Mass Hysteria or Toxic Exposure?

August 18th, 2009 | Sources: NY Times

Tian Lihua had just clocked in for work at a textile mill outside Jilin when she became nauseated, then dizzy. Moments later she passed out. In the next few days 1,200 of her co-workers developed medical issues ranging from seizures to shortness of breath and transient paralysis.

spoiledrotten“When I came to, I could hear the doctors talking,” she told the New York Times last month. “They said I had a reaction to unknown substances.”

Tian and her colleagues believe those “unknown substances” had wafted downwind from the Jilin Connell Chemical Plant which makes aniline, a notoriously toxic chemical used to produce rubber, dyes,  polyurethane and herbicides.

Local hospitals began seeing befallen workers immediately after the plant opened this spring. On a bad day, so many workers showed up that the hospital was forced to put 2 in each bed.

The State Administration of Work Safety initially stated on its Web site that the cause was a “chemical leak,” but hours later the statement was pulled down.

Now, local health officials as well as those dispatched from Beijing contend the entire event is due to mass hysteria….psychological reactions on a massive scale to a presumed chemical exposure.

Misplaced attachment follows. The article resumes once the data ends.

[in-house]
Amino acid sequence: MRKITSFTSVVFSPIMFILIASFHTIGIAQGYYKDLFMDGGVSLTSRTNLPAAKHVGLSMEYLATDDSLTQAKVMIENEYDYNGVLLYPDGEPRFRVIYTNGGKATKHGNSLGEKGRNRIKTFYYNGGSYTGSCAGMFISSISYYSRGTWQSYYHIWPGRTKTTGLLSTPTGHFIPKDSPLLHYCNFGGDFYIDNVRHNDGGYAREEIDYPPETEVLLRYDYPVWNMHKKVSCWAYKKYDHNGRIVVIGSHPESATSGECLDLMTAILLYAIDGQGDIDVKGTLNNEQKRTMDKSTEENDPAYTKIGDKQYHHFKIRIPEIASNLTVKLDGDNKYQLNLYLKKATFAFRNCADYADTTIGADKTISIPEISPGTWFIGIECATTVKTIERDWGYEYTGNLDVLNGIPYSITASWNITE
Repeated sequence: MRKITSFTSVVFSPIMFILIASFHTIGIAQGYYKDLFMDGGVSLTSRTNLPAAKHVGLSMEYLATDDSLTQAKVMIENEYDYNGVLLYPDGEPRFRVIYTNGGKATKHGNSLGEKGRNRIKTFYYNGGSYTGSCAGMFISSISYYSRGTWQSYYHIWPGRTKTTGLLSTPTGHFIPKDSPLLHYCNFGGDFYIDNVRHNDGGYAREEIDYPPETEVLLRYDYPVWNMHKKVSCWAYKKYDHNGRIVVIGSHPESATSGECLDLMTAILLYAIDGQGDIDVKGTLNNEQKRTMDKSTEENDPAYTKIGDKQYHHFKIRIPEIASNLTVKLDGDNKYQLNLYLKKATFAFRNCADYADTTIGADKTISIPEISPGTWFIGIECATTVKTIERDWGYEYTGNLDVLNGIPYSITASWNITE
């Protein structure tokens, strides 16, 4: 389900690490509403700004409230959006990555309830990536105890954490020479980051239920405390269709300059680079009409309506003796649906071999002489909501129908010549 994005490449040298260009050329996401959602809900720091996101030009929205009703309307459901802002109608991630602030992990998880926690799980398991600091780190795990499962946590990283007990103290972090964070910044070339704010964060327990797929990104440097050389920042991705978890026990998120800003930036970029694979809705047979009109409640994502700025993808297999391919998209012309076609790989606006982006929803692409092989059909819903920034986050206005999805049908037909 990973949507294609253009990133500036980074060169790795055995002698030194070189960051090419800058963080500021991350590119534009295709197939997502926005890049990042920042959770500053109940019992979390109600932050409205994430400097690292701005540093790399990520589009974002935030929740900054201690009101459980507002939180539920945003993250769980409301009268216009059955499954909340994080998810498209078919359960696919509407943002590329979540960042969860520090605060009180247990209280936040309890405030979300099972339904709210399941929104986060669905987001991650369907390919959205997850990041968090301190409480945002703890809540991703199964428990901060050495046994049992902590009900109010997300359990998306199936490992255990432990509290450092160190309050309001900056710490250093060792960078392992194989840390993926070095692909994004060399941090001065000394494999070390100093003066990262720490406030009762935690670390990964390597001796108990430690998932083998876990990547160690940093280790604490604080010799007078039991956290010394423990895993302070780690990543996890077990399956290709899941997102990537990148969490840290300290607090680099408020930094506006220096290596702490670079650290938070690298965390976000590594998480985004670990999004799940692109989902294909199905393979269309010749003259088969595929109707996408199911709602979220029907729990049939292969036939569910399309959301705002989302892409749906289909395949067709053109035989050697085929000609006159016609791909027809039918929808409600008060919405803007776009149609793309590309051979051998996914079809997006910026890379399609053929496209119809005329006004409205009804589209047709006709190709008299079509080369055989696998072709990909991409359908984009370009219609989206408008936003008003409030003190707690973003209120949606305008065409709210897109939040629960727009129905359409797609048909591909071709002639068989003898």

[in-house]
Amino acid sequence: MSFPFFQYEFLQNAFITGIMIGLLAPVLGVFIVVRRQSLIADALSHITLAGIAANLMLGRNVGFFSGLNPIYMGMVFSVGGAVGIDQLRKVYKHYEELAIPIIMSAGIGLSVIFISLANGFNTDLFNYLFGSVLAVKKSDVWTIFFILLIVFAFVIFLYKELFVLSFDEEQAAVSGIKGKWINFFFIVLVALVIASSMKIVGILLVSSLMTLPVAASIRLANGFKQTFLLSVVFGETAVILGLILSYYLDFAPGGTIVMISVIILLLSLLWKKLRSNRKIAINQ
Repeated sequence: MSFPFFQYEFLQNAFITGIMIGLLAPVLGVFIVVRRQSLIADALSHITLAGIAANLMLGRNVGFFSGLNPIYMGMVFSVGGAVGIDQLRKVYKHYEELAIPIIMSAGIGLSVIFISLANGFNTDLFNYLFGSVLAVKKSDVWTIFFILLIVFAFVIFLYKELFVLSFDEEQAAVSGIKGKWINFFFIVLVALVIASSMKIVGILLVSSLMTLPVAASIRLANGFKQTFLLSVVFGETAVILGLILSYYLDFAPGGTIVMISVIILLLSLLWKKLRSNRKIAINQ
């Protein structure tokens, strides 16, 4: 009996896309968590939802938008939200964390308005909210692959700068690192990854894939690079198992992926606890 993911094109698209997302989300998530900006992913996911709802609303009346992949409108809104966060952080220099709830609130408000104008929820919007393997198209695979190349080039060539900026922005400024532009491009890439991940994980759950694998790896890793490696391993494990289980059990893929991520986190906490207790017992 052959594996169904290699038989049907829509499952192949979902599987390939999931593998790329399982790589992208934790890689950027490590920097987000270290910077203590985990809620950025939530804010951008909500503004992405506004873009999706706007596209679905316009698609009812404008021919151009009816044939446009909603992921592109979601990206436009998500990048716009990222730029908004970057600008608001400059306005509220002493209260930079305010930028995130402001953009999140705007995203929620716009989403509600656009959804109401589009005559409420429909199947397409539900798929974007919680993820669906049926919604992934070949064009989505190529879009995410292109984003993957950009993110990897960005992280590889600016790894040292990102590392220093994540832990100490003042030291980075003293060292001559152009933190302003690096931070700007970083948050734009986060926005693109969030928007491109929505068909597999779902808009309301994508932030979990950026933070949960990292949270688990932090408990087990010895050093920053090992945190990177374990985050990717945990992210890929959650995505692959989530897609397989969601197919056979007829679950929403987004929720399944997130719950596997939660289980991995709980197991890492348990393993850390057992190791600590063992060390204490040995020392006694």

The officials have admonished the workers to “get a hold of their emotions” and get back to work, say afflicted individuals and their loved ones.

 “How could a psychological illness cause so much pain and misery?” asked 29 year-old Zhang Fusheng, who appeared to a Times reporter to be short of breath despite being hooked up to an oxygen mask. “My only wish is to get better so I can go back to work and take care of my family.”

The Ministry of Health in Beijing refused to release details of its investigation, but local officials insist they found no evidence of a toxic exposure.

The plant is partially owned by local government officials. Its president is Song Zhiping, who is also a representative to China’s legislative body, the National People’s Congress.


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